Wenhua Di, Financial Decisions of Young Households During the Great Recession: An Examination of the SCF 2007-09 Panel

May 9, 2014

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Welcome

   James Bullard, Federal Reserve Bank of St. Louis (5:54)

Keynote Address

- Introduction
   Ray Boshara, Federal Reserve Bank of St. Louis (4:05)

- Keynote Address
   Neil Howe, Founding Partner and President, LifeCourse Associates and President, Saeculum Research (36:03)

   Keynote Q&A (11:04)

   Extended Interview with Keynote Speaker Neil Howe (28:43)

Plenary One — A Micro and Macro Look at Younger Americans' Balance Sheets

- The State of the Balance Sheets of Younger Americans
   Lisa Dettling, Board of Governors, Federal Reserve System (14:25)

- Links Between Younger Americans’ Balance Sheets and Economic Growth
   William Emmons, Federal Reserve Bank of St. Louis (21:40)

- Discussant:
   Steve Fazzari, Washington University in St. Louis (18:14)

   Plenary One Q&A (15:06)

Plenary Two — Student Loans

- Student Loans and the Economic Activity of Young Consumers
   Meta Brown, Federal Reserve Bank of New York (21:12)

- Does Parents’ College Savings Reduce College Debt?
   Melinda Lewis, University of Kansas (18:11)

- Discussant:
   Alex Monge-Naranjo, Federal Reserve Bank of St. Louis (19:01)

   Plenary Two Q&A (18:22)

Welcome

   Michael Sherraden, Washington University in St. Louis (2:52)

   Clint Zweifel, Missouri State Treasurer (6:26)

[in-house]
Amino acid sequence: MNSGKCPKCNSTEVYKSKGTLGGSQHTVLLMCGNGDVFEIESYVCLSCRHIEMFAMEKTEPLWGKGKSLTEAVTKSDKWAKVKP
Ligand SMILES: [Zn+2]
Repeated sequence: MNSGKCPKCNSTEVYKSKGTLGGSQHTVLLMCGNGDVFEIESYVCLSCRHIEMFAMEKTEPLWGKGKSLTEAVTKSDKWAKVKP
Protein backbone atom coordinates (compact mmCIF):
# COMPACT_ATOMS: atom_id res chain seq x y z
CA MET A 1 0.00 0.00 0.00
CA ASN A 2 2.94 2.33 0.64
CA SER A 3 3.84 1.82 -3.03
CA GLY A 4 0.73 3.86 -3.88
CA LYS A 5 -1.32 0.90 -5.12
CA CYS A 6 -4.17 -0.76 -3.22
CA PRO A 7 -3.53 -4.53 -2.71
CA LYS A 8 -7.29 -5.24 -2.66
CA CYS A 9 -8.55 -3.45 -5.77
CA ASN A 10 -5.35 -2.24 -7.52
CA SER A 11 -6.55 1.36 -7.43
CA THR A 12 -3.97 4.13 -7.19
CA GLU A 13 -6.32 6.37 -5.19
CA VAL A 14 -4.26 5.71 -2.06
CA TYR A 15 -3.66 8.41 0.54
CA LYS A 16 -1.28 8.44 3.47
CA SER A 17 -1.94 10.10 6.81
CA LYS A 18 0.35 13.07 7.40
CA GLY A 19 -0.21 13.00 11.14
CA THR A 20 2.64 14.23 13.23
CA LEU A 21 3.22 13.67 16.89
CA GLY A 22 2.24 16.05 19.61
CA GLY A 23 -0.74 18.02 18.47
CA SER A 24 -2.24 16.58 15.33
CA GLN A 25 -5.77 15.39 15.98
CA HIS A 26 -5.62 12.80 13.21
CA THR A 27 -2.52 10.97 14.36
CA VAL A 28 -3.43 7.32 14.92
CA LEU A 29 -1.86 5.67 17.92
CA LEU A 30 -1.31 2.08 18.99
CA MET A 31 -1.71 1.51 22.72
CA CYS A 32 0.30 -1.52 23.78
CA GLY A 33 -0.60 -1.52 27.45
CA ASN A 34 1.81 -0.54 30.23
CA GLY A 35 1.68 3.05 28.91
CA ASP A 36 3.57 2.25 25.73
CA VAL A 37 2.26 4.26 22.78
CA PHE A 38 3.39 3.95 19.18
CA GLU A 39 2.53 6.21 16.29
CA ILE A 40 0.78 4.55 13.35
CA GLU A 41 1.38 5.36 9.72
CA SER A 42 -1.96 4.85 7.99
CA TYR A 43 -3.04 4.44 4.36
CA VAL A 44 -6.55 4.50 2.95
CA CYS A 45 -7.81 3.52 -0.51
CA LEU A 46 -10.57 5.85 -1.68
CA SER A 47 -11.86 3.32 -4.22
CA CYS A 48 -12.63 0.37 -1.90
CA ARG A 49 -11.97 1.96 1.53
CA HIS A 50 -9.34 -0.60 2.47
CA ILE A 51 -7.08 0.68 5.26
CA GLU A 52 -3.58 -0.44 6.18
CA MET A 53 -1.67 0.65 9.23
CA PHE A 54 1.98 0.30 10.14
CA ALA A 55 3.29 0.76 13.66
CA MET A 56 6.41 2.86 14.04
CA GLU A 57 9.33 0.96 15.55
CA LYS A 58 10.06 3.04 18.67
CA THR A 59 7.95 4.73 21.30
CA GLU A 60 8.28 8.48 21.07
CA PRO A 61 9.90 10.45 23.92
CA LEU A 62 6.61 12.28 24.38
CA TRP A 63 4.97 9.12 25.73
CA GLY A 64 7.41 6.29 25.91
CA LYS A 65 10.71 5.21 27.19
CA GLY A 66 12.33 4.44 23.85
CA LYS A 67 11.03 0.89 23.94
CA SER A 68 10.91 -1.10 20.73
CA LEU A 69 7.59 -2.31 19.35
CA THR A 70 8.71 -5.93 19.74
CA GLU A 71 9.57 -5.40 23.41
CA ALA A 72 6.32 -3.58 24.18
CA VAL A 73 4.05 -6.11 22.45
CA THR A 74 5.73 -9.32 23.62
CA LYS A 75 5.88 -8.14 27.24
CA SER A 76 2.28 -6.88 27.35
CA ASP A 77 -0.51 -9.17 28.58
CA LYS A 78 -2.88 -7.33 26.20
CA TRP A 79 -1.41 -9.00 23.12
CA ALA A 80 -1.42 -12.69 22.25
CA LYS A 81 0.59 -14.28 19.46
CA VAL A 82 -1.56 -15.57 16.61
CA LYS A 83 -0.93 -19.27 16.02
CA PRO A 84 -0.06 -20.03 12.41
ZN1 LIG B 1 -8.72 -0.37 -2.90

Tishaura Jones, City of St. Louis Treasurer (6:14)

Concurrent Session I

- Moderator:
   Julie Birkenmaier, Saint Louis University (4:36)

- Toward Healthy Balance Sheets: The Role of Savings Accounts for Young Adults’ Asset Diversification and Accumulation
   Terri Friedline, University of Kansas (22:23)

- Financial Decisions of Young Households During the Great Recession: An Examination of the SCF 2007-09 Panel
now playing  Wenhua Di, Federal Reserve Bank of Dallas (19:00)

- Discussant:
   John Sabelhaus, Board of Governors, Federal Reserve System (14:38)

   Session One Panel Response (6:57)

   Session One Q&A (5:41)

Concurrent Session II

- Impacts of Child Development Accounts on Change in Parental Educational Expectations: Evidence from a Statewide Social Experiment
   Michael Sherraden, Washington University in St. Louis (13:09)

- Trends and Patterns in the Asset Holdings of Young Households
   Ellen A. Merry, Board of Governors, Federal Reserve System (15:19)

- Discussant:
   Trina Williams Shanks, University of Michigan (7:06)

   Session Two Q&A (28:58)

Plenary Three — Homeownership

- Moderator:
   Todd Swanstrom, University of Missouri–St. Louis (5:54)

- Homeownership and Wealth Among Low-Income Young Adults: Evidence from the Community Advantage Program
   Blair Russell, Washington University in St. Louis (15:57)

- Aggregate and Distributional Dynamics of Consumer Credit in the U.S.
   Don Schlagenhauf, Federal Reserve Bank of St. Louis (21:53)